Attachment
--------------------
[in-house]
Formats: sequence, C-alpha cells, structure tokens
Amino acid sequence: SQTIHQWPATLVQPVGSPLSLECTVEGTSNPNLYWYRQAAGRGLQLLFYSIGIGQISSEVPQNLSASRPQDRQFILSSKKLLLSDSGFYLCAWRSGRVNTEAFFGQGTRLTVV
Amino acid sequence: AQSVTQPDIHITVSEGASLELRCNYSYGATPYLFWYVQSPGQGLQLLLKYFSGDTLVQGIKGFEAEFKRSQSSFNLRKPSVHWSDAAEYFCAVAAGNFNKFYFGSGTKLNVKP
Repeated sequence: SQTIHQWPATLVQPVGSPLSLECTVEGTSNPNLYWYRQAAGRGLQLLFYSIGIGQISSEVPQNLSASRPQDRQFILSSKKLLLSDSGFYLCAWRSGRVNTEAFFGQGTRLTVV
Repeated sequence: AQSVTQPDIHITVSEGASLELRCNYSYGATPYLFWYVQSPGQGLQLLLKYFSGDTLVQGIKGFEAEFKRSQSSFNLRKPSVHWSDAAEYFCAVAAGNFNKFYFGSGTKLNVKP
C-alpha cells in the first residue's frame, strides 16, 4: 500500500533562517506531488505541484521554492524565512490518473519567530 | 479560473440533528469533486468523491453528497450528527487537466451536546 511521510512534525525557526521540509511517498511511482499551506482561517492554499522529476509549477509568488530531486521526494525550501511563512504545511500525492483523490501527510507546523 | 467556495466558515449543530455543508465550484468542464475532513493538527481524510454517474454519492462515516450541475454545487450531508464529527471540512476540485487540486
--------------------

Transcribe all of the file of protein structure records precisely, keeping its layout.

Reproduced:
[in-house]
Formats: sequence, C-alpha cells, structure tokens
Amino acid sequence: SQTIHQWPATLVQPVGSPLSLECTVEGTSNPNLYWYRQAAGRGLQLLFYSIGIGQISSEVPQNLSASRPQDRQFILSSKKLLLSDSGFYLCAWRSGRVNTEAFFGQGTRLTVV
Amino acid sequence: AQSVTQPDIHITVSEGASLELRCNYSYGATPYLFWYVQSPGQGLQLLLKYFSGDTLVQGIKGFEAEFKRSQSSFNLRKPSVHWSDAAEYFCAVAAGNFNKFYFGSGTKLNVKP
Repeated sequence: SQTIHQWPATLVQPVGSPLSLECTVEGTSNPNLYWYRQAAGRGLQLLFYSIGIGQISSEVPQNLSASRPQDRQFILSSKKLLLSDSGFYLCAWRSGRVNTEAFFGQGTRLTVV
Repeated sequence: AQSVTQPDIHITVSEGASLELRCNYSYGATPYLFWYVQSPGQGLQLLLKYFSGDTLVQGIKGFEAEFKRSQSSFNLRKPSVHWSDAAEYFCAVAAGNFNKFYFGSGTKLNVKP
C-alpha cells in the first residue's frame, strides 16, 4: 500500500533562517506531488505541484521554492524565512490518473519567530 | 479560473440533528469533486468523491453528497450528527487537466451536546 511521510512534525525557526521540509511517498511511482499551506482561517492554499522529476509549477509568488530531486521526494525550501511563512504545511500525492483523490501527510507546523 | 467556495466558515449543530455543508465550484468542464475532513493538527481524510454517474454519492462515516450541475454545487450531508464529527471540512476540485487540486